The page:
Betsy Ross
Amish Country
U.S. Steel
Hershey Chocolate
Declaration of Independence
Benjamin Franklin
Society of Friends
Bank of the United States (First and Second)
Continental Congress
The Main Line
Louis Kahn
Noam Chomsky
Joe Montana
American Bandstand
Princess Grace
Abolitionism
Soft Pretzels

Pennsylvanians have much to be proud of! In school, they basically teach us that we were the ones who built America...with our steel and with our ideals!
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Old 12-11-2014, 10:19 AM
 
194 posts, read 165,647 times
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Quote:
Originally Posted by BajanYankee View Post
Personally, I feel that Baltimore has always had a different feel from New York and Philadelphia. Theodore Sheckels in his book Maryland Politics and Political Communication, 1950-2005 sums it up this way:


https://books.google.com/books?id=rp...20feel&f=false

And that's the basic difference between Baltimore and Philadelphia. The former has a Southern heritage that's still manifest in subtle and not so subtle ways in the present day whereas the latter does not. So the two cities don't feel that similar to me even if they are physically and spacially similar.
Maybe it has a more southern feel but Baltimore and Washington have a lot more in common with Philadelphia than Richmond culturally, linguistically and politically with Philadelphia than Richmond from a modern standpoint.
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Old 12-11-2014, 10:24 AM
 
Location: Crooklyn, New York
27,646 posts, read 24,888,177 times
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Originally Posted by Ball freak View Post
Maybe it has a more southern feel but Baltimore and Washington have a lot more in common with Philadelphia than Richmond culturally, linguistically and politically with Philadelphia than Richmond from a modern standpoint.
Yes, we've heard your "culturally, linguistically, politically" line 877 times already. Seriously, some of you guys are Northeastern groupies.

I would suggest that you focus on the things you like about your state, if you even live there, instead of trying to piggyback on the identity of other states and cities.
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Old 12-11-2014, 11:48 AM
 
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No we are not Northeast groupies Banjo Yankee we are part of the region not the south get over it. These people and their egos.
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Old 12-11-2014, 11:58 AM
 
Location: Crooklyn, New York
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Originally Posted by DCK29 View Post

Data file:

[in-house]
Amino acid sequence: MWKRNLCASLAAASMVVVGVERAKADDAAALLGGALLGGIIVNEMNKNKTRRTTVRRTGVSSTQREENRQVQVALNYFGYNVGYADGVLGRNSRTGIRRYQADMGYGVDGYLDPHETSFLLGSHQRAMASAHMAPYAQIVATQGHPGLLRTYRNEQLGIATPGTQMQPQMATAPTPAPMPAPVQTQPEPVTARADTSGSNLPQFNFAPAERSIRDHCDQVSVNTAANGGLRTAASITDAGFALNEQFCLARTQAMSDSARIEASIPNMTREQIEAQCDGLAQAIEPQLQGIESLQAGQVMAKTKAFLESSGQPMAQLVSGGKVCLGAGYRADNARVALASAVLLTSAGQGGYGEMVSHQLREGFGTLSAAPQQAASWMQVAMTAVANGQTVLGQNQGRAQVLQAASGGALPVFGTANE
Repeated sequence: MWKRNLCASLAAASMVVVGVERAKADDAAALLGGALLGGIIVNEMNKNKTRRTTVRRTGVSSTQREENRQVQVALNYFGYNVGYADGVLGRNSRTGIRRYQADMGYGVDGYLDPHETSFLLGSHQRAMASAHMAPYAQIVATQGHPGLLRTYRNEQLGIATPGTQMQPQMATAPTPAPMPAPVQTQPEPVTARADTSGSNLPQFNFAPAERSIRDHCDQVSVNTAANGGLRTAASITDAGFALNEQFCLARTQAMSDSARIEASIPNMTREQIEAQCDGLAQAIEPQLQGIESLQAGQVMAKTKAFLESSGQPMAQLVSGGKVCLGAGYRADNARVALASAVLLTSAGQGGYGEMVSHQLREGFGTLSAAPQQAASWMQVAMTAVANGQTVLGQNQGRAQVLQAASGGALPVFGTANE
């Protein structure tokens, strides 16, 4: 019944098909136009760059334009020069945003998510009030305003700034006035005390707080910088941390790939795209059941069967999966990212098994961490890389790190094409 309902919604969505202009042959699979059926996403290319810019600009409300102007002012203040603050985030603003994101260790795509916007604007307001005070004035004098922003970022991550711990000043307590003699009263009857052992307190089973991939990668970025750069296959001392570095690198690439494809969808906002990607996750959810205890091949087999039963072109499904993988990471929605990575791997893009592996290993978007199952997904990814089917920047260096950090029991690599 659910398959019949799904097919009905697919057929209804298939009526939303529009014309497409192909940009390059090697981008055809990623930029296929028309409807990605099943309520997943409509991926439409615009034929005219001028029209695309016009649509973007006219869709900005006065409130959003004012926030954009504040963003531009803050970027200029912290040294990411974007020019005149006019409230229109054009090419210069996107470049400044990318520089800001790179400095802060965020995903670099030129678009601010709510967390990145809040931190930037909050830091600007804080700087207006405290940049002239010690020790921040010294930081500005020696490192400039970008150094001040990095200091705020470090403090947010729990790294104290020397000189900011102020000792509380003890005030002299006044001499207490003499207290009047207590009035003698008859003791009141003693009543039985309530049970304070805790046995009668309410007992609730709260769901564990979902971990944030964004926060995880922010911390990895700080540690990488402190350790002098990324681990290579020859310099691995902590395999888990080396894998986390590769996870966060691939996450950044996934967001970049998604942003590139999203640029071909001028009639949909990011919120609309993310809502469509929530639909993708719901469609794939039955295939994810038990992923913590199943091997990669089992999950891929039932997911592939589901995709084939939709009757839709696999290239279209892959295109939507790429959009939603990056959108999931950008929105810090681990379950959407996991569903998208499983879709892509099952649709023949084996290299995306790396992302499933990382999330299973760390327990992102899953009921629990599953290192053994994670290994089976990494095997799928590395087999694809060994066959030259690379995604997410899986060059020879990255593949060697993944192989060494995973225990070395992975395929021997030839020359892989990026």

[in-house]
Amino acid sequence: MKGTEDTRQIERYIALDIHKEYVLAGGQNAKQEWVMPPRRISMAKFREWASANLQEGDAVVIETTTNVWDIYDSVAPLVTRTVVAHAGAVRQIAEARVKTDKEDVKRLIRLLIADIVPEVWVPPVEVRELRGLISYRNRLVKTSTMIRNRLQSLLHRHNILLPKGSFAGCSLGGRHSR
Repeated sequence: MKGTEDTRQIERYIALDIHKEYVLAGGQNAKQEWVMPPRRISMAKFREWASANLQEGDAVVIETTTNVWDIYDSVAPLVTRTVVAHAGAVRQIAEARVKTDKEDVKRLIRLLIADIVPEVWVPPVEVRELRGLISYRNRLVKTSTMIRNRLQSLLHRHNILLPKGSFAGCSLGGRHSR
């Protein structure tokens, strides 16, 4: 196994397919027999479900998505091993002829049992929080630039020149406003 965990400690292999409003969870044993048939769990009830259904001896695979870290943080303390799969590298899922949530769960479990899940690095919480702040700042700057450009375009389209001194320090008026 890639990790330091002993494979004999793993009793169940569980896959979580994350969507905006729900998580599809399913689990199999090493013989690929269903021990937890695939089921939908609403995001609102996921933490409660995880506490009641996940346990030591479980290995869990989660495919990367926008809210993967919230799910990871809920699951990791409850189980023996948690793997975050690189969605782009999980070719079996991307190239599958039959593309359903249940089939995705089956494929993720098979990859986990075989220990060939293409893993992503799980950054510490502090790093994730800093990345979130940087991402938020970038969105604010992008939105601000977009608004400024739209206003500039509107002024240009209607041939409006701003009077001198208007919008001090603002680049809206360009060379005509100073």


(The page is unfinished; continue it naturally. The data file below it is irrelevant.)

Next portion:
No we are not Northeast groupies Banjo Yankee we are part of the region not the south get over it.
You are groupies. Or schlong-riders, if you prefer.
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Old 12-11-2014, 12:25 PM
 
Location: Cumberland
4,566 posts, read 7,645,106 times
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Quote:
Originally Posted by BajanYankee View Post
I never saw anyone disputing whether Pennsylvania was a Northeastern state. I mean, if Maryland is a border state, then it begs the question of what exactly it is bordering. For Maryland to be a "border" state, logic dictates that it borders a Northeastern state.



I guess. That just sounds odd to me. It would be like calling Northern Virginia "Greater Maryland."



What cultural traits? As a current New Yorker who grew up in Philadelphia and went to college in Boston, I can tell you that there are no "cultural" traits shared among these cities...at least none that go beyond mere historical artifact.

Pennsylvania has its own unique history. We are not the same as New York, Massachusetts or Rhode Island. We were settled by Quakers, or the "Friends" as we learned in Philly public school ("Quaker" was considered a perjorative term during its time, but has more positive connotations today) and then later Germans. But none of this really has any bearing on whether the state is Northeastern, Southern or Midwestern. As a whole, I have always said that Pennsylvania is more characteristically similar to Ohio than it is to New York, but that doesn't change the fact that it's a Northeastern state.

The same could be said for Cleveland even...only in reverse. The Yankee Migration moved through Northeastern Ohio but not Southeastern Pennsylvania, yet Cleveland is considered the Midwest through and through and Philadelphia is considered the Northeast through and through. None of that changes because Cleveland has the Northern Cities shift while Philadelphia doesn't (though that appears to have changed in recent times).
It is all the same pie......the question is how to break it up. Among the most obvious would be a straight North/South divide based on slavery/Civil War allegiance. Using that definition, PA is the North, VA is the South, Maryland is obviously the border in between.